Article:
I have spent my long and lucky career talking and saying anything I want. I will now step back and take a long time to listen.
Thank you for reading.”
DUMPED, CANCELLED, REMOVED
Louis CK is finding that his sexual misconduct has consequences.
95-year-old Vivian Castleberry passed away Tuesday morning at her daughter’s home in Georgia. The former newspaper editor will always be remembered as the woman who opened doors for females in journalism starting in the 1950’s.
Journalism was always in her blood. She was determined to have a career at a time when most women stayed home to take care of their families.
Castleberry was a journalist at her high school in East Texas. She went to Southern Methodist University (SMU) where she joined the newspaper. There she started as a writer and eventually moved up to feature editor and then to assistant editor.
From 1956 to 1984, Castleberry held the position of women’s editor for the Dallas Times Herald’s Living section. She was known for being objective and exposing cultural taboos and didn’t let resistance from other editors at the Times Herald stop her.
She was one of the first reporters who wrote about topics like domestic violence, inequality at work, and child abuse. Castleberry also became the first woman elected to the newspaper’s editorial board. She won numerous awards for her work.
The JFK Assassination
Castleberrry covered many interesting stories during her career. She was working the day President John F. Kennedy visited Dallas on November 22, 1963. She got first hand information of Kennedy’s assassination from her cousin who was standing next to Abe Zapruder. He was the photographer who took what has become the most important film documentation of Kennedy’s assassination. Castleberry said her cousin was Zapruder’s assistant but was never interviewed by the Warren Commission which looked into the case.
The many stages of Vivian Castleberry
Castleberry was one of the first women to show that a mother can work and raise her children. She and her husband had five children, and Castleberry kept on working.
She wrote four books: Daughters of Dallas, The Texas Tornado, Sarah the Bridge Builder, and Seeds of Success. In 1984, Castleberry was inducted into the Texas Woman’s Hall of Fame.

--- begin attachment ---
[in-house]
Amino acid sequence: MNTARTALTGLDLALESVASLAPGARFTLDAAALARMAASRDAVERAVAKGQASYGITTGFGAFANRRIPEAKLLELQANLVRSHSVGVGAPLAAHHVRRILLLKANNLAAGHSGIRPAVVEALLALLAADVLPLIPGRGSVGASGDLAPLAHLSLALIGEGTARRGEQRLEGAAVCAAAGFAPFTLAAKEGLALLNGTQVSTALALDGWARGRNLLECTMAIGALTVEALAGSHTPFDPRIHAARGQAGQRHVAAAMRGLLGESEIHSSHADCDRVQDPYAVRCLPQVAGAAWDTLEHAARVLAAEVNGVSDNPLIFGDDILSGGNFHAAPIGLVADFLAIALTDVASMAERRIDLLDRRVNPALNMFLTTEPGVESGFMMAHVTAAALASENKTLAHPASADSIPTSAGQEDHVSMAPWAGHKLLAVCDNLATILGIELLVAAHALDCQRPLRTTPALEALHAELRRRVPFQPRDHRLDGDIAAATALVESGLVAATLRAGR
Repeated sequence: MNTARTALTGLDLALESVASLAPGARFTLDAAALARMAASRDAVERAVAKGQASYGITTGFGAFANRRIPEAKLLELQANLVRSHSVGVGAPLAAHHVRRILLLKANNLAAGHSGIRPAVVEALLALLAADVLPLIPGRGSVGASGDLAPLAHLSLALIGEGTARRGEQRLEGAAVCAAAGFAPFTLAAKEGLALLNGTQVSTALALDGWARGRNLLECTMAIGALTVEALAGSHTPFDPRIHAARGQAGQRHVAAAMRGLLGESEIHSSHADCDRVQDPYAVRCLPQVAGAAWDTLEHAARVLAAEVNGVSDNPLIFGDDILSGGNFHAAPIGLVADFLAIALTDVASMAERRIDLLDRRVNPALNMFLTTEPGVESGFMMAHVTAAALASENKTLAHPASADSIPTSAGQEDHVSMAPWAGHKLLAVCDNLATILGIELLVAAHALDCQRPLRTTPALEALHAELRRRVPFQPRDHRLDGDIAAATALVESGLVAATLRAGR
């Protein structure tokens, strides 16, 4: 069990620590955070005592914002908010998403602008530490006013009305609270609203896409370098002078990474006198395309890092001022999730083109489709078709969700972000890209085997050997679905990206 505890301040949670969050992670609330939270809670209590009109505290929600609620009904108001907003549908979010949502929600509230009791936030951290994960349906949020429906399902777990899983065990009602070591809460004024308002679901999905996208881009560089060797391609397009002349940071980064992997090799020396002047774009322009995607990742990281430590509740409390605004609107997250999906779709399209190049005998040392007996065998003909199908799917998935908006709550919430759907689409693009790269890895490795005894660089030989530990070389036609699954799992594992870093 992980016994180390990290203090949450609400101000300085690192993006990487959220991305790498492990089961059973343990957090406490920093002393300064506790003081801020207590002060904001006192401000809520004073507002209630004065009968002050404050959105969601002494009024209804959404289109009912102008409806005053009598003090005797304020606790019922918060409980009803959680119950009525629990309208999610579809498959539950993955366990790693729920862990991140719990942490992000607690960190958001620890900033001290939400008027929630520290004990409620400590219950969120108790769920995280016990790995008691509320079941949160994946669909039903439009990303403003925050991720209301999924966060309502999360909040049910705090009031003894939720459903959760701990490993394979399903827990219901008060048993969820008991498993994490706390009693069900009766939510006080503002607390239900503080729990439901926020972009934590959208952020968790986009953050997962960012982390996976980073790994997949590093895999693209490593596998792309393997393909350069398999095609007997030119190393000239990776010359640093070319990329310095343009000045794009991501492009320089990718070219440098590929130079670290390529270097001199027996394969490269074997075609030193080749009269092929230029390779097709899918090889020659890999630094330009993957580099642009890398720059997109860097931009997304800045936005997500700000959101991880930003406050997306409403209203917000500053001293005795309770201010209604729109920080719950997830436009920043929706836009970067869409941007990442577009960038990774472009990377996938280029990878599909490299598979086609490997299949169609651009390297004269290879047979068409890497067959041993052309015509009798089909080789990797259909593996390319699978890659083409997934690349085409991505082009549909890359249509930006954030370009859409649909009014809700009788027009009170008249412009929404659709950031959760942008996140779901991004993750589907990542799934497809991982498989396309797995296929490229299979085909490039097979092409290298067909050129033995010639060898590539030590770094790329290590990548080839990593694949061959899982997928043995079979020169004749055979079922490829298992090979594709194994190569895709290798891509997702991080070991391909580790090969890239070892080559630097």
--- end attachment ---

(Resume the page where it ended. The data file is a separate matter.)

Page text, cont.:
Castleberry also founded Peacemakers Incorporated. In 1988, she served as Chairwoman of Peacemakers’ First International Women’s Peace Conference, which was attended by over 2,000 women from 57 countries.
In 2010, the University of North Texas established the Castleberry Peace Institute. Today it offers cutting-edge research and educational programs on the causes of war and peace.
Vivian Castleberry will always be known as a true Texas Trailblazer.
Once again it takes Jimmy Kimmel to make us sit back and think about gun violence, the politics behind gun control and the senseless murders of innocent people.
Kimmel has become the voice of reason on late night talk shows. A few weeks ago taking on Republican lawmakers on a health care bill that he believed was not good for Americans. It appeared his influence had an impact. The Graham-Cassidy bill died when Republicans decided not to vote on it because they they didn’t have enough committed votes.
Monday night Kimmel opened his monologue choking back tears as he reminded us about the deaths, injured and wounded left behind in Las Vegas by one gunman.
Here is a transcript of Kimmel’s powerful and emotional message:
“No way to know why a human being would do something like this to other human beings”
As you know, at least 59 people are dead, hundreds of people are wounded in what they’re saying is the deadliest mass shooting in modern American history coming about a year and a half after the previous deadliest mass shooting in modern American history in Orlando when 49 people lost their lives. And of course we pray for the victims and for their families and friends and we wonder why, even though there’s probably no way to know why a human being would do something like this to other human beings who are at a concert, having fun and listening to music. Jason Aldean was on stage, Luke Combs who was here with us tonight, he played the show, too. And obviously no one could have ever expected that something terrible would happen, but it did.